During the November midterm elections, Alabama, Louisiana, Oregon, Tennessee and Vermont will have to vote whether or not to fully abolish slavery, according to Yahoo! News. Now, we’re obviously not talking about whips and chains. We’re talking about that sly loophole in the 13th Amendment that subjects those convicted of a crime to involuntary servitude.
In other words, America’s prisoners are slaves.
According to the American Civil Liberties Union, out of the 1.2 million people incarcerated in the country, two thirds of them are subject to forced labor. Now these five states have to decide whether to strike down involuntary prison labor. Isn’t it ironic how so many people are in denial about slavery and think it’s long gone? In reality, it’s evolved and become more sophisticated.
When Black people were freed, they were incarcerated at a disproportionate rate, victim again to the cycle of institutionalized racism.
Here’s what more advocates told Yahoo! News about the situation:
“We know from speaking with formerly imprisoned persons that prisoners can be denied calls from their family, they may be sent to solitary and they may even be denied parole for refusing to work,” said Krysta Bisnauth, senior advocacy officer at Freedom United.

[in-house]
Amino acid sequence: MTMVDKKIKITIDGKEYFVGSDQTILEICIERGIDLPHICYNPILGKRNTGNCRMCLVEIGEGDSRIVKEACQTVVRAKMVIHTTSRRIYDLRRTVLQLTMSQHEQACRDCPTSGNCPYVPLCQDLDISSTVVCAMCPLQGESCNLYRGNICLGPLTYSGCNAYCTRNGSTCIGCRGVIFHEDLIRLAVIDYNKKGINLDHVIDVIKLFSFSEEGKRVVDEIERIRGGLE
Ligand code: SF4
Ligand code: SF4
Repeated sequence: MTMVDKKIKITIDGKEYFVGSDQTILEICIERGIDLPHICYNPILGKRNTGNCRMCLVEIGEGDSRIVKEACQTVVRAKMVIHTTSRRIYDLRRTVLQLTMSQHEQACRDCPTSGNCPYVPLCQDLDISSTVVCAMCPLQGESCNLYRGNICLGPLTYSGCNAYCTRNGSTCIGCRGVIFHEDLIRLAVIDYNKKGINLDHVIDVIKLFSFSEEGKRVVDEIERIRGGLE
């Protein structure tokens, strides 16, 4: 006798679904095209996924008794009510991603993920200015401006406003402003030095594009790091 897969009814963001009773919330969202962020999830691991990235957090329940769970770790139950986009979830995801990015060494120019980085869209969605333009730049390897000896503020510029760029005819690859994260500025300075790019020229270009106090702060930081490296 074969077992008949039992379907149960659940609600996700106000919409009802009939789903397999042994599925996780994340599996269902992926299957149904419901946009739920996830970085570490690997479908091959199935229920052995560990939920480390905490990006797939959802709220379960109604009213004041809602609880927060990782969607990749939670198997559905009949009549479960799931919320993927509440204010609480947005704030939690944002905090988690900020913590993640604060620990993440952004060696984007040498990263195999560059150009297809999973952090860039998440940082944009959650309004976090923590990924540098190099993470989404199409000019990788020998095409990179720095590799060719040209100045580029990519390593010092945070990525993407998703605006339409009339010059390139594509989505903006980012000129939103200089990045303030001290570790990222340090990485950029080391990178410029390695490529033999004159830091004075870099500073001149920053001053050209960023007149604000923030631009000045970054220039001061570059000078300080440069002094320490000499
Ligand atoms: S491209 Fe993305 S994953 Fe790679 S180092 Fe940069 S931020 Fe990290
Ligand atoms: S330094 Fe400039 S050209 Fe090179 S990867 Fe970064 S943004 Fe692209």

So far three states have removed the exception from the 13th Amendment in their state constitutions. “In 2018, Colorado became the first state since Rhode Island, which was the only state to fully abolish slavery prior to the 13th Amendment. And then Utah and Nebraska, followed in 2020,” Bisnauth explained.
On the national front, Sen. Jeff Merkley, D-Ore., and Rep. Nikema Williams, D-Ga., last year proposed an Abolition Amendment to remove the exception for slavery in the Constitution.
Bianca Tylek, executive director of Worth Rises, says that the criminal justice advocacy organization is hoping to capitalize on the bipartisan response it has received. “We have over 170 co-sponsors in the House, and are quickly moving to [obtain] additional co-sponsors, and call for action this year,” Tylek said.
According to Prison Policy, not only do incarcerated individuals make little to no money for their work, about 86 cents an hour. Plus, it’s not like they’re in there learning useful tools or skills about business and work ethic. Instead (against their will), they’re filling the pockets of 4,100 major corporations who profit from private prison labor, according to Worth Rises.
Currently, conservatives are trying bury the slavery as if its legacy doesn’t stick out like a sore thumb. This slavery loophole being on the ballot proves they can’t escape it. Though, it also reminds us, we can’t escape it.